When we all signed up to get accounts with the hottest new social media sites and other tech platforms, how many of us thought about what information we were giving them – or what they would do with it afterwards? Unfortunately, very few of us thought about that until it was too late and that data was already being used in ways we couldn’t have imagined. Even now, after all of the controversies and headlines, there’s still a lot we don’t know about how the likes of Google, Facebook and the rest use the data that we’ve given them over the years. Something that has changed is that they now publish transparency reports, which provide information about countries that have requested data from them and how times they complied with those data requests.
However, the existence of these reports doesn’t mean that we’ve actually read them, so most of us are still none the wiser about how our data is being given out and to whom. That’s all changed now though, with the creation of these images, which show exactly what you need to know about your data:
Which companies are sending data requests - and to where?
These maps show where each of these ten big technology companies sent user data in response to government requests, based on their most recent transparency reports. From them you can get a better idea of where you data is most likely to be given away and in which country it’s most likely to be given to.
So, if you live in the United States of America, you’ll be at the top of the list for all of these companies, but you can also see who has been sending data all around the world, with Facebook and Apple’s maps particularly busy, and Google not far behind.
Which companies are sending the most data?
While those maps are certainly a great way to visualize where the data has been flowing, these charts offer a clearer picture of how many requests each of the tech giants received and also how many of those requests were granted. So, while Facebook is clearly the company that sent the most user data, it also received a lot more requests than it granted.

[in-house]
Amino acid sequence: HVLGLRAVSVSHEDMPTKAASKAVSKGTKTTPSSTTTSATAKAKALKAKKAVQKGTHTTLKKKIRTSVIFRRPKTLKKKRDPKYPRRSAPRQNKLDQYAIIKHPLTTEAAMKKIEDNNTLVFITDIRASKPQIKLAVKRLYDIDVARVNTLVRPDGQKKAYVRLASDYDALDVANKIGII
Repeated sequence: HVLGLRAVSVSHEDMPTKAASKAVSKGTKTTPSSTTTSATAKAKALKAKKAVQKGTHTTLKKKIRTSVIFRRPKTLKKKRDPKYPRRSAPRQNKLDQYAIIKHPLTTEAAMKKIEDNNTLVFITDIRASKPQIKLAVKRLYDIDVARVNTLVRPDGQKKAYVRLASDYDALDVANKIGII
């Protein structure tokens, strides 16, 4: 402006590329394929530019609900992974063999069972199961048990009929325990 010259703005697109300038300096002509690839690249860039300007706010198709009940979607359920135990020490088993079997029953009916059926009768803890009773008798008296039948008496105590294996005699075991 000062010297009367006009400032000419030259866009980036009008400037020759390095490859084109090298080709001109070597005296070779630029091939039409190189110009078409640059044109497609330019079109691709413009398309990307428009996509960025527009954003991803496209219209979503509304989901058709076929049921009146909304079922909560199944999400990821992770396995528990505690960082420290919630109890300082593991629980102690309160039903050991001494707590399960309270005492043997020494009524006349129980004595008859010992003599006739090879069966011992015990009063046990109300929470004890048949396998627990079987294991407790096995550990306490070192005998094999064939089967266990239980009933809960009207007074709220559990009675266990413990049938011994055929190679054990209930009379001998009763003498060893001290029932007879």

Google and Apple are the next biggest, but the second chart is particularly interesting as it shows the percentage of requests that were granted, with Apple and Snapchat the two most likely to send your data. Meanwhile, the likes of Twitter and WordPress only grant just over 50% of requests and Airbnb only granted around 33%.
Which countries are requiring the most data requests?
If you’ve seen any of the other images so far, you’ll probably have guessed that the United States of America will be the country that has requested the most data, but even so, the incredible distance by which it leads all of the other countries is really illustrated here. With over 150,000 requests, it has well over twice as many requests as second-placed Germany, while the likes of India, the UK and France trailing even further behind. What is interesting to compare here is which companies dominate each bar, with Facebook making up a large chunk of the US requests, while Apple is the biggest for Germany.
Which continents have the most data requests?
With the USA’s huge dominance of the data requests globally, it’s no big shock to see that North America is also the continent with the most requests, but as the previous chart showed, many of the other biggest requesters of data came from Europe. They may only add up to 144, 453 requests, which is fewer than the USA on its own, but it’s still interesting to see the spread of requests across Europe.
How have data requests changed over the years?
It might be strange to think that these tech giants are still so comparatively new, but this chart shows exactly how long they have been receiving data requests. Even as recently as 2010, there were a fraction of the number of requests, before things exploded into life in 2013 with many more requests for Facebook and Apple joining Google.
Interestingly, while the chart shows dramatic growth every year after that, there was actually a drop in 2018, presumably because of an increase in data protection laws causing both governments and companies to be more cautious about what requests are made and granted. Whether that continues remains to be seen.
The USA vs Rest of the World
We’ve mentioned the United States and its dominance of the data requests charts. Whether that comes down to political factors or the reality that these companies originated in the USA and became well established there before spreading around the world, it’s hard to say for sure. What can be seen in this chart is how disproportionately it features every year compared to the number of requests coming from the rest of the world.
So what does the future hold for how our data gets used? Scandals like the Cambridge Analytica saga have made us all much more aware of how the data we give to social media and tech giants can be used without our knowledge, but that hasn’t stopped us using them. Will increased regulations protect our privacy with regards to data requests or has the horse already bolted? Only time will tell, but it will be very interesting to see how charts like these develop in years to come.